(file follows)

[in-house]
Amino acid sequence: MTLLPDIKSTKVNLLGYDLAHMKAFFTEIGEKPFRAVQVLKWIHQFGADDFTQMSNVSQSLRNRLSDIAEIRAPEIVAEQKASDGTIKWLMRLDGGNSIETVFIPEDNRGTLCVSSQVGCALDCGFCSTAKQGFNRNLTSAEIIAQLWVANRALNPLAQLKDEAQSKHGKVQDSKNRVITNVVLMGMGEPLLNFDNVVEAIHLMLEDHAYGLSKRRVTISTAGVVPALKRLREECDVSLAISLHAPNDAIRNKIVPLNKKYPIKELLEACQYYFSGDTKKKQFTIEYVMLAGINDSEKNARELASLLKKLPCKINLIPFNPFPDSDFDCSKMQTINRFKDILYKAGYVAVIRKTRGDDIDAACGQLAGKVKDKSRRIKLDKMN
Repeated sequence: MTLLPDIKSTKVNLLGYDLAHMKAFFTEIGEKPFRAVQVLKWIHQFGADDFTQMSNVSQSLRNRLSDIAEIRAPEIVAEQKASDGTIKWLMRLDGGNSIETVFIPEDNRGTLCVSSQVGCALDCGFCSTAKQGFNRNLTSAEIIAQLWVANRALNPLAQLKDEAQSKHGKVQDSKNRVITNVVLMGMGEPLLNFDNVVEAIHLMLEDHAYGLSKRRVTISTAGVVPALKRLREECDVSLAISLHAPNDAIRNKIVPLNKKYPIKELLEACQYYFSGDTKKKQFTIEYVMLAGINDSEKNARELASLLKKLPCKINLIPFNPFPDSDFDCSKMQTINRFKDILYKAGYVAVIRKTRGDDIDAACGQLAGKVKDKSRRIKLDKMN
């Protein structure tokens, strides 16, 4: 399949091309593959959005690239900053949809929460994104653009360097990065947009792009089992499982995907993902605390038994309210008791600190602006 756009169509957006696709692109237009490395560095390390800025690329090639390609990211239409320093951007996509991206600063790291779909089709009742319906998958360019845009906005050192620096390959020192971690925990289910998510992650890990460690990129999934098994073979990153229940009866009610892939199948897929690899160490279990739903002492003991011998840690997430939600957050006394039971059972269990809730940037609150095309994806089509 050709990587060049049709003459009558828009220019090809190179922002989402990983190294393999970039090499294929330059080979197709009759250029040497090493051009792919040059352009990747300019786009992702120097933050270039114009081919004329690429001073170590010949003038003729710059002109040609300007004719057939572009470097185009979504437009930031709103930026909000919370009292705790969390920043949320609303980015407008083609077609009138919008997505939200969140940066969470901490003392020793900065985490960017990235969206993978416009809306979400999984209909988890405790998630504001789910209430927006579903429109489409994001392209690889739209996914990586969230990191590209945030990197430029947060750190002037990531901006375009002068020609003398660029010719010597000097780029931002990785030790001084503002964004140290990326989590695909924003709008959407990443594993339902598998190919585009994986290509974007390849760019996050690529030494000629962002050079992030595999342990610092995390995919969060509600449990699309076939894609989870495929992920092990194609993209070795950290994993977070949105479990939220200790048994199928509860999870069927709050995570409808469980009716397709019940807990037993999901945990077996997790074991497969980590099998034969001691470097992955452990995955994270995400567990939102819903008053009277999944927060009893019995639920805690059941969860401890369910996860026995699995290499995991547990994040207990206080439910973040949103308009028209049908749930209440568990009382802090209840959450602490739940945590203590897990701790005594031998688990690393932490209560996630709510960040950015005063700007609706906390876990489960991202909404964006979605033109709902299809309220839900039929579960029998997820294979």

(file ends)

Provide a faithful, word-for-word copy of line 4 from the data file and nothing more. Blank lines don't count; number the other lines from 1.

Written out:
């Protein structure tokens, strides 16, 4: 399949091309593959959005690239900053949809929460994104653009360097990065947009792009089992499982995907993902605390038994309210008791600190602006 756009169509957006696709692109237009490395560095390390800025690329090639390609990211239409320093951007996509991206600063790291779909089709009742319906998958360019845009906005050192620096390959020192971690925990289910998510992650890990460690990129999934098994073979990153229940009866009610892939199948897929690899160490279990739903002492003991011998840690997430939600957050006394039971059972269990809730940037609150095309994806089509 050709990587060049049709003459009558828009220019090809190179922002989402990983190294393999970039090499294929330059080979197709009759250029040497090493051009792919040059352009990747300019786009992702120097933050270039114009081919004329690429001073170590010949003038003729710059002109040609300007004719057939572009470097185009979504437009930031709103930026909000919370009292705790969390920043949320609303980015407008083609077609009138919008997505939200969140940066969470901490003392020793900065985490960017990235969206993978416009809306979400999984209909988890405790998630504001789910209430927006579903429109489409994001392209690889739209996914990586969230990191590209945030990197430029947060750190002037990531901006375009002068020609003398660029010719010597000097780029931002990785030790001084503002964004140290990326989590695909924003709008959407990443594993339902598998190919585009994986290509974007390849760019996050690529030494000629962002050079992030595999342990610092995390995919969060509600449990699309076939894609989870495929992920092990194609993209070795950290994993977070949105479990939220200790048994199928509860999870069927709050995570409808469980009716397709019940807990037993999901945990077996997790074991497969980590099998034969001691470097992955452990995955994270995400567990939102819903008053009277999944927060009893019995639920805690059941969860401890369910996860026995699995290499995991547990994040207990206080439910973040949103308009028209049908749930209440568990009382802090209840959450602490739940945590203590897990701790005594031998688990690393932490209560996630709510960040950015005063700007609706906390876990489960991202909404964006979605033109709902299809309220839900039929579960029998997820294979």